The scenario set-up in the campaign booklet

The two first scenarios in the campaign are incredibly hard on the orcs and while this one seems fairly easy, it still took quite some time to play. To catch the fleeing villagers is no easy task and the orcs, moving as units, really had a tough time preventing them from escaping. On whole we had quite a good time playing this but I admit that it at times became quite fiddly and cumbersome when moving the orcs around.

King F’yar was really an indispensable asset here. Having him flying around the village on his wyvern gave the orcs a much-needed flexibility and ensured that the ten archers placed at the top of the watch tower had very little impact on the game. 

The highlight of the scenario is the villagers. They have a ton of character and fostered numerous hilarious situations and jokes during the game. Ranking the three first scenarios this third one comes in second as the most fun. The first scenario is still the best in my book. Now I am looking forward to concluding the campaign – perhaps at some point during the autumn. We will have to see about that.

I took some rather crappy pictures during the game which looked like this. 

Our version of the scenario set-up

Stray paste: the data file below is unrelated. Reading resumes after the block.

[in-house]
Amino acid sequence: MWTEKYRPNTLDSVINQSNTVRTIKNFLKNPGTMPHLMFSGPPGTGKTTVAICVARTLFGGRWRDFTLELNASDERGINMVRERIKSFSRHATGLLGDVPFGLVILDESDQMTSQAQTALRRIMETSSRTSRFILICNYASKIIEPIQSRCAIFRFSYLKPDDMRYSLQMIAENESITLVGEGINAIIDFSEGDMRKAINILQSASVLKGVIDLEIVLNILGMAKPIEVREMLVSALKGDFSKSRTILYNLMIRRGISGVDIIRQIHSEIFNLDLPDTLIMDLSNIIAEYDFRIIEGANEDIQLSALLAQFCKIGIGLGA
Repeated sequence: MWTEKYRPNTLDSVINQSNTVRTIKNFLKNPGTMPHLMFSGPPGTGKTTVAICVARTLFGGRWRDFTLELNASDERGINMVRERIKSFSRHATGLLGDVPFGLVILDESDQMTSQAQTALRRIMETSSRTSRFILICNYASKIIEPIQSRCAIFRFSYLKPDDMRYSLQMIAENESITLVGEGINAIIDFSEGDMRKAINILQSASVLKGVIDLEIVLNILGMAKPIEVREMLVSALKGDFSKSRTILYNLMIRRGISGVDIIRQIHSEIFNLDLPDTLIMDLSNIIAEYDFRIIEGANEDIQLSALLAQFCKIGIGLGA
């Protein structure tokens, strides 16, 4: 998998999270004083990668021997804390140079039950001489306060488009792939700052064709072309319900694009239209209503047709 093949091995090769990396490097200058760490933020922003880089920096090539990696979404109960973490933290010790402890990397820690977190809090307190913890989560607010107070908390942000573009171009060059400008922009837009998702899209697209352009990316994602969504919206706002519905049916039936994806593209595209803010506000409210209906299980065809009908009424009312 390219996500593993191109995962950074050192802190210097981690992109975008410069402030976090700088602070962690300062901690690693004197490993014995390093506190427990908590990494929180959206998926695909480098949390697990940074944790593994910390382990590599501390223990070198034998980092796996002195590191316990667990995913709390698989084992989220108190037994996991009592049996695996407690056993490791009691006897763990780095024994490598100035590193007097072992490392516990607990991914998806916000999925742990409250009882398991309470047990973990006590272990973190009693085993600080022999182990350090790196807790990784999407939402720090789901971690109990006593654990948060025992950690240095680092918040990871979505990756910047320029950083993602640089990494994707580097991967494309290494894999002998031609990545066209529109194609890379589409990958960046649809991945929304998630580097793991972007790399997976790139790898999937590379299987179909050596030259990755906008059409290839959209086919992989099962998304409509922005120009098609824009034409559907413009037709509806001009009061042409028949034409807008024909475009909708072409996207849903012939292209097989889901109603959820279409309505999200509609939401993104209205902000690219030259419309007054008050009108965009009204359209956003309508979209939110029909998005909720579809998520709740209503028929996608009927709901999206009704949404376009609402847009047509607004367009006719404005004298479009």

Villagers and soldiers leaving the houses in the settlement

Villagers preparing to flee

Archers on the look-out in the watchtower

Advancing orcs

King F’yar flying into Linden Way

Orcs on the move

Fleeing the village while the soldiers prepare to stand their ground

The soldiers

Orcs approaching Linden Way

King F’yar considering a charge

Flee!!!

Closing in on the village

King F’yar changing his position

Almost inside the village

The village baker on the run

Hiding in the bushes

All of a sudden the mad hermit Barrachus charged out from the ruin, attacking his hated enemy orcs. This certainly stopped the orcs for a few turns before the hermit was killed

King F’yar fighting the archers in the tower

Orc heroes taking the lead

King F’yar hunting villagers

Magar Ironfist sensing someone sneaking behind him inside the ruin

And a few moments later the storekeeper was dead

The soldiers taking their fighting position

Orcs closing in ready to charge

The inn keeper’s farther charging the orcs

King F’yar swooping after the cowardly mayor Leofwine who attempted to lure the enemy out of the village

The soldiers receive the first charge

And then finally the orcs swallowed the soldiers and killed them all

 

Gobbos of the Crooked Claw

Here is two goblins sculpted, of course, by Kev Adams for the now defunct Crooked Claw Miniatures. While in action Crooked Claw released a number of fine gobbos and I think Adams did a great job at creating some very colourful and nasty looking greenskins in the style he is known for today.